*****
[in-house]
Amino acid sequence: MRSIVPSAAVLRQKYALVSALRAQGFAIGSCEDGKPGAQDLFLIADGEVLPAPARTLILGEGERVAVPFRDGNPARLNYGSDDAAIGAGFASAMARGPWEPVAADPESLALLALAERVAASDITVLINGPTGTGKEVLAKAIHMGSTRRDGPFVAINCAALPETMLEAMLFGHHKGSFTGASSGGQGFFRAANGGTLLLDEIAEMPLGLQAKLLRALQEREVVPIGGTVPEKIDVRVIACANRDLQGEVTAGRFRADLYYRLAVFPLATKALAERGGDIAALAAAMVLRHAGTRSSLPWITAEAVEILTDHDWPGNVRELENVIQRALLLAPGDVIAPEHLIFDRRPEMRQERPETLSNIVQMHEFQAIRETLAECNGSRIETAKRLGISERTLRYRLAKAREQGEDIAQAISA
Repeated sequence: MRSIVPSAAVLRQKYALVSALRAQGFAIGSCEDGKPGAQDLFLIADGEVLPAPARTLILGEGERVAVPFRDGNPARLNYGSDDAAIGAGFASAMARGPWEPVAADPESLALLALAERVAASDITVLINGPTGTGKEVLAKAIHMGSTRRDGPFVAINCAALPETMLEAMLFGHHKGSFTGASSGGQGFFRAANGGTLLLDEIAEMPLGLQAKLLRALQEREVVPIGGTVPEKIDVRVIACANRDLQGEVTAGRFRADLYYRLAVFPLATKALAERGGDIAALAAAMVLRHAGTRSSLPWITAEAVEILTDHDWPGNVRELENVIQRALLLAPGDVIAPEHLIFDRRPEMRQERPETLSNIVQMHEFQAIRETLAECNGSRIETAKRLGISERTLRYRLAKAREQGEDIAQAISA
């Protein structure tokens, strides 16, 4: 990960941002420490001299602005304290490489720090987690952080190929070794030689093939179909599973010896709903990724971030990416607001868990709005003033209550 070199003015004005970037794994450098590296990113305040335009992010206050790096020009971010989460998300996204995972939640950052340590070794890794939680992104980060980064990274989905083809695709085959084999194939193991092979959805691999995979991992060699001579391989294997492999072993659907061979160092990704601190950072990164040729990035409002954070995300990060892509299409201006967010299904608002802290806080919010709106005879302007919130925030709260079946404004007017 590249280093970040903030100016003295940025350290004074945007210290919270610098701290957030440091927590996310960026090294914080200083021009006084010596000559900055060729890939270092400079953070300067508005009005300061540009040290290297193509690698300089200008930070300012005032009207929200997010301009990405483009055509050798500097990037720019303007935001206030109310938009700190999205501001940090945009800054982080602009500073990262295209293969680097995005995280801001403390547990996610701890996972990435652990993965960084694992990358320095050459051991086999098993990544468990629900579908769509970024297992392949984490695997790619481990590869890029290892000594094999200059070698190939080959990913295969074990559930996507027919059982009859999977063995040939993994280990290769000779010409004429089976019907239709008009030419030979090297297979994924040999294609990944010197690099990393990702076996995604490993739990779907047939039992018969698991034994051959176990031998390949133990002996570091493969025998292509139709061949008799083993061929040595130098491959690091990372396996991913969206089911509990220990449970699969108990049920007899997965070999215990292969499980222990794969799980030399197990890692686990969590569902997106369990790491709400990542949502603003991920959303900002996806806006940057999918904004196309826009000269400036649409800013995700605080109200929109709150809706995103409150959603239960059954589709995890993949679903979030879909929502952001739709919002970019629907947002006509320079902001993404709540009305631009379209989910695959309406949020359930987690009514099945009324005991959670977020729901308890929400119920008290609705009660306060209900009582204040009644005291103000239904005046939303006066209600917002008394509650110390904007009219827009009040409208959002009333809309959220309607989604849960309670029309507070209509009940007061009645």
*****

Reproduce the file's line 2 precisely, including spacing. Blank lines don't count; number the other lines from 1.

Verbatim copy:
Amino acid sequence: MRSIVPSAAVLRQKYALVSALRAQGFAIGSCEDGKPGAQDLFLIADGEVLPAPARTLILGEGERVAVPFRDGNPARLNYGSDDAAIGAGFASAMARGPWEPVAADPESLALLALAERVAASDITVLINGPTGTGKEVLAKAIHMGSTRRDGPFVAINCAALPETMLEAMLFGHHKGSFTGASSGGQGFFRAANGGTLLLDEIAEMPLGLQAKLLRALQEREVVPIGGTVPEKIDVRVIACANRDLQGEVTAGRFRADLYYRLAVFPLATKALAERGGDIAALAAAMVLRHAGTRSSLPWITAEAVEILTDHDWPGNVRELENVIQRALLLAPGDVIAPEHLIFDRRPEMRQERPETLSNIVQMHEFQAIRETLAECNGSRIETAKRLGISERTLRYRLAKAREQGEDIAQAISA